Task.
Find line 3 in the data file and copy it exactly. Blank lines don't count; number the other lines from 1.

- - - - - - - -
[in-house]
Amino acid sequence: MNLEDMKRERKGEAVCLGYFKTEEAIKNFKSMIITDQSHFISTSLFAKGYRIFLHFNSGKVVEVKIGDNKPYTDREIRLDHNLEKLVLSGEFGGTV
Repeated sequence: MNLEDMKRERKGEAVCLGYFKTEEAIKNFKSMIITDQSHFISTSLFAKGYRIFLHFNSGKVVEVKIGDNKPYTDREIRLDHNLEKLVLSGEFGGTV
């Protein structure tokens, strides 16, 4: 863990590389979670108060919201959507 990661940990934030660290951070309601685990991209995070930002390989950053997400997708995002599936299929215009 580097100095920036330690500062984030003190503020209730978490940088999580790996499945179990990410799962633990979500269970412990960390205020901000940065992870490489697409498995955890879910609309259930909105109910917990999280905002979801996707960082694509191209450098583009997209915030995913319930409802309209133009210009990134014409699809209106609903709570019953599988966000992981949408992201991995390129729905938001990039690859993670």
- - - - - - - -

Repeated sequence: MNLEDMKRERKGEAVCLGYFKTEEAIKNFKSMIITDQSHFISTSLFAKGYRIFLHFNSGKVVEVKIGDNKPYTDREIRLDHNLEKLVLSGEFGGTV